By Scott Dorward
Fingers (USA, 2019)
From previous attempts at the October Horror Movie Challenge, I know I flag in the last week. It pays to schedule some high energy, funny, or just plain weird films around this time. From the snippets I’d seen about Fingers, it looked more like a black comedy than a horror film. Still, its presence on Shudder’s catalogue gave me all the excuse I needed to include it. Let’s see if it offers enough weirdness to shake me awake.
Amanda, a manager at a small tech company, is a seething mass of neuroses. In particular, she has extreme reactions when confronted by physical imperfections in others. This reaches a crisis point when one of her employees, Walter, turns up to work missing a finger.
At a friend’s recommendation, Amanda seeks help from Dr Scotty, a therapist who speaks in meaningless banalities and seems more interested in exploiting Amanda’s condition than helping her. Somehow, Amanda still manages to find meaning in Dr Scotty’s guidance, sending her down a path of obsession.
Meanwhile, Walter keeps losing more fingers. Two strange men in masks visit him regularly, snipping off a finger each time. Why is this happening? Who are these strange men? And how many people will have to suffer before Amanda finds inner peace?
Once it gets going, Fingers reminded me of the thrillers Charlie Higson published in the ’90s. Between his breakthrough as a television comedy writer/performer and his later career as YA author, Higson wrote four amazing, dark, funny crime novels that defy easy description: King of the Ants, Happy Now, Full Whack and Getting Rid of Mister Kitchen. Stuart Gordon of Re-Animator fame, adapted King of the Ants in 2003, with some success. If you enjoy Fingers, you should seek these books out. They occupy a similar creative space, but do so much better.
Amanda’s obsession with physical imperfections also reminded a little of Michael McDowell’s weird psychological horror novel, Toplin. While the tone of the book could scarcely be more different from Fingers, they both have protagonists driven to acts of violence by what they see as the ugliness of others.
And just a little warning: Fingers is not a film for dog lovers. There is a very cute husky and, inevitably, bad things happen to it.
Although it’s not a bad film by any means, I can imagine Fingers disappointing many viewers. It very much a black comedy, albeit a strange, nasty one. There is no conceivable reason I can see for it being tagged as a horror film on IMDB, and yet here we are. Sure, there is plenty of weirdness and bloodshed, but these are played for laughs. And not all of those laughs land.
Despite a strong, strange premise, Fingers struggles to get moving. At first, it veers all over the place, introducing characters by plunging us into the midst of their lives. It does so briskly and entertainingly enough, but it is difficult to find anything to hold onto. While there are some standout scenes, they feel untethered. The last half hour pulls everything together nicely, however, giving us plenty of laugh-out-loud moments and a satisfying resolution.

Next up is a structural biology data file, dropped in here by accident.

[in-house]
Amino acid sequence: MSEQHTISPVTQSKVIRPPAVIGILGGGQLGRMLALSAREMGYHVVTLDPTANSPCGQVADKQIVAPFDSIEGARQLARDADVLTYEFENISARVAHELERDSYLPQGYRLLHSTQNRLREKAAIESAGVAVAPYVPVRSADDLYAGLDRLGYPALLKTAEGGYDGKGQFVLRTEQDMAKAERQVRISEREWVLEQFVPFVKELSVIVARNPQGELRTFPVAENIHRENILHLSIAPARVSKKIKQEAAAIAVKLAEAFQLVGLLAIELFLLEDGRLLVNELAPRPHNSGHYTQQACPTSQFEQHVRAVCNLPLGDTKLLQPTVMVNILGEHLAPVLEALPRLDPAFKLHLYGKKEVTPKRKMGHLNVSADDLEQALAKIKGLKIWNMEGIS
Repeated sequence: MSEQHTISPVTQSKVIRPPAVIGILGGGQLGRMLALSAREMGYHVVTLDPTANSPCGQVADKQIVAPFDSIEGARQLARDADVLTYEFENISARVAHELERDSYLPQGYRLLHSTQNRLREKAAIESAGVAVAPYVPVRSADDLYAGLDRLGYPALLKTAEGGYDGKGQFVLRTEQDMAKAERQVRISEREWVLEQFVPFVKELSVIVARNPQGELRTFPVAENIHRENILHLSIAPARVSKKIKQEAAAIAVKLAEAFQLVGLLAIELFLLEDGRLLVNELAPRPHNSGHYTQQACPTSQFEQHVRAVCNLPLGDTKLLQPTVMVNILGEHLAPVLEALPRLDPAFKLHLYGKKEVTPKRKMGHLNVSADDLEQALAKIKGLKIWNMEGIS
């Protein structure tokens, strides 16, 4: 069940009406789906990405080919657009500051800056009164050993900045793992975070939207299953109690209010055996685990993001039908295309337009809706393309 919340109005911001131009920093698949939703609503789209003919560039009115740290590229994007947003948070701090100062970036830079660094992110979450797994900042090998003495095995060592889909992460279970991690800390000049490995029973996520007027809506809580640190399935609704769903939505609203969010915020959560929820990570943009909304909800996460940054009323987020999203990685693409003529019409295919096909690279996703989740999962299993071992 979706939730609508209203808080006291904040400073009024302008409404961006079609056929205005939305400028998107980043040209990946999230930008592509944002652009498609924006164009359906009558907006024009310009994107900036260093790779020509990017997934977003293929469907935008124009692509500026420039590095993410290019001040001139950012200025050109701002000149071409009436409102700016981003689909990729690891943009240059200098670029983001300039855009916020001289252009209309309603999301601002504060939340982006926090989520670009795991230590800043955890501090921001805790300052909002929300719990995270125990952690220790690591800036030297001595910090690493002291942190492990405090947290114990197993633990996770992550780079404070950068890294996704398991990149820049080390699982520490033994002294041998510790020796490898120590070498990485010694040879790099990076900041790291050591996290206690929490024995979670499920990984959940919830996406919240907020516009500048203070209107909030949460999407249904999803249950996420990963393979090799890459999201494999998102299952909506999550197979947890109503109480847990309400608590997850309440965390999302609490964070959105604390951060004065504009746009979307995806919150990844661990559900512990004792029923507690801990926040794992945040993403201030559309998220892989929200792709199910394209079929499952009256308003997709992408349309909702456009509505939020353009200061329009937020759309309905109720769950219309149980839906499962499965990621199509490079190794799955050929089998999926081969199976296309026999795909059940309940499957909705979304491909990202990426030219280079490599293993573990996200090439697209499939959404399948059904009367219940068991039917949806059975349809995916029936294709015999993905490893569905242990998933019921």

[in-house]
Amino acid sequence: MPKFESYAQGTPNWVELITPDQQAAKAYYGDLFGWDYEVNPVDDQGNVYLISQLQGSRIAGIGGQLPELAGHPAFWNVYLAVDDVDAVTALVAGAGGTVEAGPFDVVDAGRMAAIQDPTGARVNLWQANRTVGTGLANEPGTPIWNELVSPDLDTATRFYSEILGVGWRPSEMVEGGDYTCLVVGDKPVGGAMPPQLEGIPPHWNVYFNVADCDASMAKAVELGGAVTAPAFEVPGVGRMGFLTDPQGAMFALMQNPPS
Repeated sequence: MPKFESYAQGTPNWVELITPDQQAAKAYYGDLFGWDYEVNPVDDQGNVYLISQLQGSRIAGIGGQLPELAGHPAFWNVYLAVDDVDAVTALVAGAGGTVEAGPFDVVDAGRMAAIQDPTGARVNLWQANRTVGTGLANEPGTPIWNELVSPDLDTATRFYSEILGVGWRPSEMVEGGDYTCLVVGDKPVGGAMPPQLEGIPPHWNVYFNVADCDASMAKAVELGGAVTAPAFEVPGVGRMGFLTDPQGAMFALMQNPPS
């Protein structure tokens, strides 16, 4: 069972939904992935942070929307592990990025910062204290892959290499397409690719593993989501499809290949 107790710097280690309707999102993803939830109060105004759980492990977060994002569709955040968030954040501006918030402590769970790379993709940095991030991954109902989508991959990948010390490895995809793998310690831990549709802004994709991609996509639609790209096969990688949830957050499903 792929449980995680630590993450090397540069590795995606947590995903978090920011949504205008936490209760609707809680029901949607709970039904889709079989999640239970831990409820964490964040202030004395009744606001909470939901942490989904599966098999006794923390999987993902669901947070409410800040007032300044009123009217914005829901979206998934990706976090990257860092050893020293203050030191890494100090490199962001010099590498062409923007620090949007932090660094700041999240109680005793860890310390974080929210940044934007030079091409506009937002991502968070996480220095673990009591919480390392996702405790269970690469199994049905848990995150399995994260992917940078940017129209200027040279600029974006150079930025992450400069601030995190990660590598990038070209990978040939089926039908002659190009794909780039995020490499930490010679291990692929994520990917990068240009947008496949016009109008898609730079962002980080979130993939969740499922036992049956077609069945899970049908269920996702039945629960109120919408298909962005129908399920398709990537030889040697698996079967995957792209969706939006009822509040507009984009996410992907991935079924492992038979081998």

The main saving grace of Fingers is its characters. Each is entertainingly ludicrous, deeply flawed and often dangerous. Jeremy Gardner (the writer/director of After Midnight and The Battery) steals the show as “Talky”, the finger-snipping, mask-wearing goon who, as his credit suggests, talks too much. He doesn’t get much screen time until around half an hour in, but the film becomes a lot more interesting once he does.
The October Horror Movie Challenge
Please do join in and share your own thoughts with us about this or any other films as the month goes on. You can usually find us on Twitter, Facebook, Reddit, Discord, or lurking in the dark corners of your home.
If you would like to play along at home, my provisional selections are:
- Possessor (2020)
- The Boogey Man (1980)
- Jakob’s Wife (2021)
- The Queen of Black Magic (2019)
- Cold Hell (2017)
- Seance (2021)
- The Little Girl Who Lives Down the Lane (1976)
- Dachra (2018)
- Isle of the Dead (1945)
- After Midnight (2019)
- The Baby (1973)
- Hagazussa (2017)
- Frightmare (1974)
- The Eyes of My Mother (2016)
- Dave Made a Maze (2017)
- Raw (2016)
- The Old Ways (2020)
- Terror Train (1980)
- mon mon mon MONSTERS (2017)
- Sator (2019)
- Don’t Torture a Duckling (1972)
- The Lighthouse (2019)
- Anything For Jackson (2020)
- Warning: Do Not Play (Amjeon) (2019)
- Only Lovers Left Alive (2013)
- The Field Guide to Evil (2019)
- A Girl Walks Home Alone at Night (2014)
- The Wizard of Gore (1970)
- Fingers (2019)
- Lake Bodom (2016)
- Island of Lost Souls (1932)
A Final Note
If you have been enticed here by these posts, please do look around at some of our other film reviews. We also have a podcast, called The Good Friends of Jackson Elias, which occasionally covers horror films. If this appeals, you might want to check out some of the following episodes.
- The Changeling
- The Endless
- Our favourite Cthulhu Mythos media
- The Fly
- A Dark Song
- The Thing
- The Ritual
- The Wicker Man
- The Stone Tape
- Event Horizon
- The Witch
- INLAND EMPIRE
- Nightbreed and Lord of Illusions
- Maléfique and The Ninth Gate
- Re-Animator and From Beyond
- Repulsion and The Babdook
- Man Bites Dog, Behind the Mask: The Rise of Leslie Vernon and S&man
- A selection of weird films
- David Cronenberg
- The films that scared us most
If you dig through the archives, you will also find episodes about a wide variety of horror stories and games. Happy nightmares!